Partial Fingerprint Detection Using Core Point Location

02/04/2019
by   Wajih Ullah Baig, et al.
0

In Biometric identification, fingerprints based identification has been the widely accepted mechanism. Automated fingerprints identification/verification techniques are widely adopted in many civilian and forensic applications. In forensic applications fingerprints are usually incomplete, broken, unclear or degraded which are known as partial fingerprints. Fingerprints identification/verification largely suffer from the problem of handling partial fingerprints. In this paper a novel and simple approach is presented for detecting partial fingerprints using core point location. Our techniques is particularly useful during the acquisition stage as to determine whether a user needs to re-align the finger to ensure a complete capture of fingerprint area.This technique is tested on FVC-2002 DB1A. The results are very accurate which are presented in the Results sections.

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I Background

Automatic fingerprint identification/recognition systems (AFIS/AFRS) have been nowadays widely used in personal identification applications such as access control [1, 2]. Minutiae based fingerprints recognition techniques are widely used in those system [2]. Minutiae based matching techniques are best suited for good quality and complete images. Improper capturing/scanning results Partial or incomplete fingerprints with poor quality [3]. General minutiae based matching algorithm does not perform well case of partial fingerprints which results in degradation of over all automatic fingerprint identification/recognition systems. In order to minimize the effect of partial fingerprints our proposed techniques detect the partial fingerprints at the time of capturing or scanning.

Ii Introduction

Fingerprint identification is a pattern recognition problem which has been under research for many years. Achievement of very high accuracy matching with light-weight algorithms in poor quality or partial images is still an open issue. There has been a lot of effort in providing different features for matching fingerprints. Mostly minutiae based matching algorithms. Though there are efforts for matching using frequency, orientation, texture etc. In minutiae based matching, minutiae play a vital role in fingerprint comparisons. Such algorithms solely base their performances on fingerprint quality. Core point detection can be achieved using the direction fields that are deduced from a fingerprint. For core points, the field become discontinuous or the point at which maximum direction change. Orientation field is used to determine the reference point. A filter is applied to the orientation filed to detect the maximum direction change in ridge flow.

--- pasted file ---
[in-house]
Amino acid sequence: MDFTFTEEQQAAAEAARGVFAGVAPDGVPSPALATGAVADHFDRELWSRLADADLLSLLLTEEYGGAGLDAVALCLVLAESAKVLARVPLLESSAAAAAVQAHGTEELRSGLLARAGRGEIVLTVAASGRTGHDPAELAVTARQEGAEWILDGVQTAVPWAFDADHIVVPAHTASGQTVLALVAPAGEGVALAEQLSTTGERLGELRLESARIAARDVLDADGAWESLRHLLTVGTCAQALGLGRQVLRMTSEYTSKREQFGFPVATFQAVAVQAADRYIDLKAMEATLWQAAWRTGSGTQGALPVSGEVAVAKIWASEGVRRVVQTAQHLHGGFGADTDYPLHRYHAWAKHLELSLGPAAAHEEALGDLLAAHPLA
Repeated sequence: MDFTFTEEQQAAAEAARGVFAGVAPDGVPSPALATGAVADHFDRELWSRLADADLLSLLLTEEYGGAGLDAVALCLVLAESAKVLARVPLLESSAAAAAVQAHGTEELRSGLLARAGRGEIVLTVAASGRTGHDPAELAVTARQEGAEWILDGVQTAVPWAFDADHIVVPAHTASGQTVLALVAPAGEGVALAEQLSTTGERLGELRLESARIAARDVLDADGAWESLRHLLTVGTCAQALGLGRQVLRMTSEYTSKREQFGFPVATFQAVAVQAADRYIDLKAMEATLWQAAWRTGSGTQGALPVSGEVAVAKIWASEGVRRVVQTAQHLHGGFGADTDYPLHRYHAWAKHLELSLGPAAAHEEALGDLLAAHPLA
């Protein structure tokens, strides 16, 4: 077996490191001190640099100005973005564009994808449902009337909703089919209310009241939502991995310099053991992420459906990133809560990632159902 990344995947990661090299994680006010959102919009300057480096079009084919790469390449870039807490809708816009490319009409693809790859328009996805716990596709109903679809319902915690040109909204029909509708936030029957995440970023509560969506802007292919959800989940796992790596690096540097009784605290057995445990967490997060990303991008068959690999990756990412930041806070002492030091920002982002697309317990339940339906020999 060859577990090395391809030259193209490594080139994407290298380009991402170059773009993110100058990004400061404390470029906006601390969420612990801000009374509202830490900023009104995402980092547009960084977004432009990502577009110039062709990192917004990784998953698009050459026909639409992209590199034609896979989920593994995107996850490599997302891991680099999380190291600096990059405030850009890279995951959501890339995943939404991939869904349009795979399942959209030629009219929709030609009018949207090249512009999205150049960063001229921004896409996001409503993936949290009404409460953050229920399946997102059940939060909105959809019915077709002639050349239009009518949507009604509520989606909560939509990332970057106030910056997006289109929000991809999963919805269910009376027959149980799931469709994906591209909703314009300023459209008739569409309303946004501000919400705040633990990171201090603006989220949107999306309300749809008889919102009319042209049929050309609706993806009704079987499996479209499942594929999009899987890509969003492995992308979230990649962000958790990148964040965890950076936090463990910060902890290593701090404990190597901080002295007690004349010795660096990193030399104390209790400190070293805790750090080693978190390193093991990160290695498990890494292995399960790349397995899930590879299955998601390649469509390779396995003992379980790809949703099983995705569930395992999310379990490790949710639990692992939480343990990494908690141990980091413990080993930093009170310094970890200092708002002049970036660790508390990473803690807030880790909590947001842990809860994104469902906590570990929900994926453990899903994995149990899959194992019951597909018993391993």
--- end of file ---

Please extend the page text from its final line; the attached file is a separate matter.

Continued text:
Human Fingerprints are unique for each individual. This uniqueness provides the ground for identification and verification of individuals and the automation of the process is termed as Automated Fingerprint Identification System (AFIS). Fingerprints are matched by encoding each fingerprint image into a numerically equivalent identity. These numerical identities are cross-matched with others to either verify or identify an individual. The numerical identities are conventionally based on minutiae. Algorithms for fingerprint recognition are mainly based on minutiae information. However, the small number of minutiae in partial fingerprints is still a challenge in fingerprint matching. For this purpose it needs to be ensured that fingerprints with acceptable quality are available. Apart from quality, fingerprints also have classified patterns called deltas,,whorls, loops, cores etc. A fingerprint matching algorithms needs to correctly perform on full fingerprints and partial fingerprints to attain high accuracy discrimination

[5]. If fingerprints are known to be partial in advance, a fingerprint algorithm can be tuned to perform accordingly [6].

Iii Proposed Detection Technique

Iii-1 Pre-processing

Prior to the extraction of core points, a fingerprint image undergoes the steps of pre-processing. The pre-processing steps in a typical manner would follow;

  1. Segmentation

  2. Basic Enhancement (Contrast stretch)

  3. Orientation field estimation

  4. Advanced Enhancement (Gabor Filtering)

  5. Orientation field estimation